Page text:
- His advice to young musicians: "Stay hard. Stay hungry. Stay alive. And when you walk on stage tonight to bring the noise, treat it like it's all we have. And then remember, it's only rock and roll.
What Bruce reminded me is that music (and all of the creative arts for that matter) - when done right - captures the mystery of the human experience; picking it apart at the seams so that each little thread can be expressed. It makes you consider, "Hey, I've done that" or "Wow, I've felt that way" or "Gee, I wonder what that must be like." Music explores our insecurities, our hopes, and the secrets we mull over in our heads when we can't sleep at night. It's a mighty powerful thing.
Now here are my picks for this week:
Listen to the Gun Bun Music Monday 2012 Playlist on Spotify or Everyone's Mixtape.
Watch videos of the track here.
Feel free to drop songs you find into our collaborative Spotify playlist.
Listen to the bands from the Huichica 2012 line-up here or on Spotify.
Listen to the 2011 Music Monday Playlist here.
"Silenced By The Night" - Keane
I'm so pleased to hear from one of my favorite bands again, especially one that has come back from the brink. I caught Keane live last week on the radio from SXSW. I'm envious of anyone who got to see them there. This track is the first release from Keane's new album, Strangeland, which will be released May 7th.
"Thread" - Now, Now
Amazon.com gives away a free playlist each month that highlights "Artists on the Rise" and that's where I grabbed this tune. Now, Now is an indie rock band based out of MInneapolis and they recently released their second album.
"Weights & Measures" - Dry the River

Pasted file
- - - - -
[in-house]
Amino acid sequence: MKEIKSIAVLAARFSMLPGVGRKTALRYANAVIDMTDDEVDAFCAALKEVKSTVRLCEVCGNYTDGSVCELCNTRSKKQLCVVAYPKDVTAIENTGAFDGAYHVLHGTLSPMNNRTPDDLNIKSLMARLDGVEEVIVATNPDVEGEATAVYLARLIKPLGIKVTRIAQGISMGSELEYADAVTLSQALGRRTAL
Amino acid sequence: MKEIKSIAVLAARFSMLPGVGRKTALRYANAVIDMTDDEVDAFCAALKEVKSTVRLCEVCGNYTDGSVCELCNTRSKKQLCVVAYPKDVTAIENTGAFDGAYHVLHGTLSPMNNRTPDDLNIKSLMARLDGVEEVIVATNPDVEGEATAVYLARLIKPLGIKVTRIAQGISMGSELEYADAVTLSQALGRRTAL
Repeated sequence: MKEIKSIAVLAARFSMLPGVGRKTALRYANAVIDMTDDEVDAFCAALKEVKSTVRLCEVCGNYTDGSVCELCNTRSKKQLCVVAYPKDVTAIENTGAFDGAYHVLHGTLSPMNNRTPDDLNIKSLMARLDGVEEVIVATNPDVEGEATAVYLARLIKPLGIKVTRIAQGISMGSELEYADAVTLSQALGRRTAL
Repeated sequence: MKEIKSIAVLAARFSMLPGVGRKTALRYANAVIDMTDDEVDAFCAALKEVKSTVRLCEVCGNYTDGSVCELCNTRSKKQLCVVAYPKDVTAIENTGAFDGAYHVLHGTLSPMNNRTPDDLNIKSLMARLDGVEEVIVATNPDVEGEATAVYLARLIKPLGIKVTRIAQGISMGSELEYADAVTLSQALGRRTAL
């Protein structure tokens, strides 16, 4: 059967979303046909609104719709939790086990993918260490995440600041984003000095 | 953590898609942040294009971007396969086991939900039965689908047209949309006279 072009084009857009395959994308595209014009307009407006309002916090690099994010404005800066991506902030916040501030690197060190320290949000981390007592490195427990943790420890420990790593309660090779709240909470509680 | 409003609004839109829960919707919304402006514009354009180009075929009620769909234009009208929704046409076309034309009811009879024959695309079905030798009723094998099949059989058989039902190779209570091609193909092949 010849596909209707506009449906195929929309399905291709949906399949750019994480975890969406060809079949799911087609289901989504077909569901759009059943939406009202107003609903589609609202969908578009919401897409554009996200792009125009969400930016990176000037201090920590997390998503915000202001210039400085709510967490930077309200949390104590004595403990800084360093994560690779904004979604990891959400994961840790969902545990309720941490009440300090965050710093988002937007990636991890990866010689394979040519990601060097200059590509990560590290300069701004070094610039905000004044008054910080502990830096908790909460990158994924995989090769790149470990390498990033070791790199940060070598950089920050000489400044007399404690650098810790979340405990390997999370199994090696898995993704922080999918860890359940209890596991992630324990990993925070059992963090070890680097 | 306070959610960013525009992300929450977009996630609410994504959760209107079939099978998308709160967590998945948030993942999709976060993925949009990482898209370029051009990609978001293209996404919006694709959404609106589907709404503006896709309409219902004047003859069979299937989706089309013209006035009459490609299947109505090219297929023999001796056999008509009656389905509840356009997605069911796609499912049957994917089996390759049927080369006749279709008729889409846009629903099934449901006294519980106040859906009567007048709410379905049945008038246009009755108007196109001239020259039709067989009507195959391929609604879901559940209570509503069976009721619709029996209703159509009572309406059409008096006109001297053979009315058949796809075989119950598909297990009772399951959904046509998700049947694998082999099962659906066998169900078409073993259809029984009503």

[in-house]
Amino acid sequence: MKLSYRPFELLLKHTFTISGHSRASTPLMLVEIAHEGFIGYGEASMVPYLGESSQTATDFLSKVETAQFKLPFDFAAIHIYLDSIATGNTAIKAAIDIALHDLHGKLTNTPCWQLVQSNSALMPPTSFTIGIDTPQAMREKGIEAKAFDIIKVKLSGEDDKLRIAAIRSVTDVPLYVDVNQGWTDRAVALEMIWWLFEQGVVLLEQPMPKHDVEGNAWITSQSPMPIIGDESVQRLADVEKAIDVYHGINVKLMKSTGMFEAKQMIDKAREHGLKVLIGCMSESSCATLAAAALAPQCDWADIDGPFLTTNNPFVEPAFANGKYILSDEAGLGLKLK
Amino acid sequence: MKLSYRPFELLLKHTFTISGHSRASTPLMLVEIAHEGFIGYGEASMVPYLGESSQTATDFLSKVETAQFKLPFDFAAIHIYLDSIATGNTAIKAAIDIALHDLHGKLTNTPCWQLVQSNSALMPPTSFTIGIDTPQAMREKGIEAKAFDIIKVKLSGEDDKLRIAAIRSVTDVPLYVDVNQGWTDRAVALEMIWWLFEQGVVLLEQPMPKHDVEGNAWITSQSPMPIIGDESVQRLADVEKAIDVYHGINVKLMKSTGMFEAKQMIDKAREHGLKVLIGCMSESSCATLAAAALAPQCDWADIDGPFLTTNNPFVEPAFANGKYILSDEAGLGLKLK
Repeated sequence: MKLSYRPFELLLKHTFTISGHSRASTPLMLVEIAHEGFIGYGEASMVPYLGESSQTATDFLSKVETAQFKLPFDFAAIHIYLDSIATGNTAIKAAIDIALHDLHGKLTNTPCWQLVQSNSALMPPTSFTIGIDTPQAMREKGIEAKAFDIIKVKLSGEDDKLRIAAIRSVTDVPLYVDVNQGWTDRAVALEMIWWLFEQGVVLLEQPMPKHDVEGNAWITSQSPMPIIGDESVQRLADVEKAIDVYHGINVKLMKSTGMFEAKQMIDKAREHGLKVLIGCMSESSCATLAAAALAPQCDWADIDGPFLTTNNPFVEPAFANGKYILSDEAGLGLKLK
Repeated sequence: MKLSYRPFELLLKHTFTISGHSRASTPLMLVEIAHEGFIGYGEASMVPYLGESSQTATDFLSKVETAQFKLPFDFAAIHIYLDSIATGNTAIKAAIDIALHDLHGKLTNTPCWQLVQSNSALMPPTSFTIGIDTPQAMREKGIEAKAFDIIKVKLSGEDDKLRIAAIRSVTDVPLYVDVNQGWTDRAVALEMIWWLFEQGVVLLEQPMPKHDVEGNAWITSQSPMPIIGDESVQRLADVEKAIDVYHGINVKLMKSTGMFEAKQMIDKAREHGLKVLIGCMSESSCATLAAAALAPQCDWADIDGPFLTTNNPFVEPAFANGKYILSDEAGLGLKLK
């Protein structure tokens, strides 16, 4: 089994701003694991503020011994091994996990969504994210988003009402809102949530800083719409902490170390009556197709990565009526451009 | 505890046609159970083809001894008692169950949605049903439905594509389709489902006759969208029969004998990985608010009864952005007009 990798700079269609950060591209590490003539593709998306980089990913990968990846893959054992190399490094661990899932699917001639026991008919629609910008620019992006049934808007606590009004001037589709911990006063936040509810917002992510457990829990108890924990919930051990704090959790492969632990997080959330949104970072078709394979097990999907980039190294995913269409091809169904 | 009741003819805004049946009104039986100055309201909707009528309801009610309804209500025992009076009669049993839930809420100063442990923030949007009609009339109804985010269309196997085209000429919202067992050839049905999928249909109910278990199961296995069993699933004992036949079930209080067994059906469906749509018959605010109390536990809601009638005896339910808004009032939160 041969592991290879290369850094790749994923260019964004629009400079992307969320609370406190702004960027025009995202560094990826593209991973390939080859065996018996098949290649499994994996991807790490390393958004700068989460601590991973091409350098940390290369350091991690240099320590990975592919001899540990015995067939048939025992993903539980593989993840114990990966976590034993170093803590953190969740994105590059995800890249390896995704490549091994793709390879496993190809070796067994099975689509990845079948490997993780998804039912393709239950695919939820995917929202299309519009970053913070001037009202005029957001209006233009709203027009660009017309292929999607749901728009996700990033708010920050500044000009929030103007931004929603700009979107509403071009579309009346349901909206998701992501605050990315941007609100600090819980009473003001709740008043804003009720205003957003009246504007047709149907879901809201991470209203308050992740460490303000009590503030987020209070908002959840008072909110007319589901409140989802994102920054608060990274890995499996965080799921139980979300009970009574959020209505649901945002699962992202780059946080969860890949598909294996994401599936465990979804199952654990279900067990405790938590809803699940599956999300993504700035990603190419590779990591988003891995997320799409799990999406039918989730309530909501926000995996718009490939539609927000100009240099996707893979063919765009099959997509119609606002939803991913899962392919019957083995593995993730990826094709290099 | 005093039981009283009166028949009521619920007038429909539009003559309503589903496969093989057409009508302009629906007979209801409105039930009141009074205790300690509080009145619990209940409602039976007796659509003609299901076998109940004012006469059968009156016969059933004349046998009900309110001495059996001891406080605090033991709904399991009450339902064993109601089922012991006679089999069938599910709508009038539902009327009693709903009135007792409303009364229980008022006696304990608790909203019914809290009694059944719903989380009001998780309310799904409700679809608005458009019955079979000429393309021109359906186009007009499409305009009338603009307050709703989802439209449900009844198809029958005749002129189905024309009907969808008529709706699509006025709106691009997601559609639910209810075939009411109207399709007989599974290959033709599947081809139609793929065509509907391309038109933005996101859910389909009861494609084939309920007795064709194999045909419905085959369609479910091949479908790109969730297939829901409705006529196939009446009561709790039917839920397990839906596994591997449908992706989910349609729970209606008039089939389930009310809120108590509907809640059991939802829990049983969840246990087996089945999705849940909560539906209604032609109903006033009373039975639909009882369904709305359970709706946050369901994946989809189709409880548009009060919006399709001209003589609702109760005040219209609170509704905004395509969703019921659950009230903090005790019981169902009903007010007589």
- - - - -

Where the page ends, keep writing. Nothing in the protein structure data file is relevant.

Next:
I came across this band in a tweet from Spotify during SXSW. This U.K. five piece folk band performed a session at the Spotify House, an Austin coffeehouse that was painted green and white as part of Spotify's large presence at this year's festival.
"Tear It Up" - Delta Spirit
If you are a big Dawes fan like me, you may already be familiar with Delta Spirit's Matt Vasquez as he joined Dawes' Taylor Goldsmith and Deer Tick's John McCauley to form the band Middle Brother. Now Matt is back with his original band and they played no less than 16 shows at this year's SXSW. This track is from their recently released third and self-titled album.
"In the Yard" - Bowerbirds
Bowerbirds are an American folk band based in Raleigh, N.C. I have enjoyed listening to this entire new album of theirs. You can watch a beautiful documentary about the making of it - and the ups and downs of a relationship between two of the bandmates - here.
Bonus Huichica 2012 artist preview: "I Like The Way You Walk" - The Donkeys
P.S. Check out this new track from Beach House's highly anticipated album Bloom, due out May 15 on Sub Pop. This is one of my favorite bands and I can't stop listening to this song.